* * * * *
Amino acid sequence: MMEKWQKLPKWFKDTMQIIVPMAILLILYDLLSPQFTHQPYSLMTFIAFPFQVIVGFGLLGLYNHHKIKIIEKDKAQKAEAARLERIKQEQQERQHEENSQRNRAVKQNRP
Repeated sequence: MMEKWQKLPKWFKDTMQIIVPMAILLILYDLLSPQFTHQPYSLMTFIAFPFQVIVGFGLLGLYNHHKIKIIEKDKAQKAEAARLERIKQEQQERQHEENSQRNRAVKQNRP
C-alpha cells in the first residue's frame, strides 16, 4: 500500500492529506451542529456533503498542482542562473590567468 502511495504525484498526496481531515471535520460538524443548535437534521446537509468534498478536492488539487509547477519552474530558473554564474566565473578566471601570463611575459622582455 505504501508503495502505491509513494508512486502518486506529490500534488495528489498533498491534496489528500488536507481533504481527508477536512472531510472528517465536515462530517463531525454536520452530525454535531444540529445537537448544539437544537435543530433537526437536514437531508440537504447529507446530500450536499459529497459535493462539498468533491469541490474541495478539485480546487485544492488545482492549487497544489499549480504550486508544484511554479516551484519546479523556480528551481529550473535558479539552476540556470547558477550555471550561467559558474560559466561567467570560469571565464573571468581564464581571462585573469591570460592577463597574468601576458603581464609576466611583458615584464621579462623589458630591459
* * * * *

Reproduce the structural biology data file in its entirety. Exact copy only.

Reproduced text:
Amino acid sequence: MMEKWQKLPKWFKDTMQIIVPMAILLILYDLLSPQFTHQPYSLMTFIAFPFQVIVGFGLLGLYNHHKIKIIEKDKAQKAEAARLERIKQEQQERQHEENSQRNRAVKQNRP
Repeated sequence: MMEKWQKLPKWFKDTMQIIVPMAILLILYDLLSPQFTHQPYSLMTFIAFPFQVIVGFGLLGLYNHHKIKIIEKDKAQKAEAARLERIKQEQQERQHEENSQRNRAVKQNRP
C-alpha cells in the first residue's frame, strides 16, 4: 500500500492529506451542529456533503498542482542562473590567468 502511495504525484498526496481531515471535520460538524443548535437534521446537509468534498478536492488539487509547477519552474530558473554564474566565473578566471601570463611575459622582455 505504501508503495502505491509513494508512486502518486506529490500534488495528489498533498491534496489528500488536507481533504481527508477536512472531510472528517465536515462530517463531525454536520452530525454535531444540529445537537448544539437544537435543530433537526437536514437531508440537504447529507446530500450536499459529497459535493462539498468533491469541490474541495478539485480546487485544492488545482492549487497544489499549480504550486508544484511554479516551484519546479523556480528551481529550473535558479539552476540556470547558477550555471550561467559558474560559466561567467570560469571565464573571468581564464581571462585573469591570460592577463597574468601576458603581464609576466611583458615584464621579462623589458630591459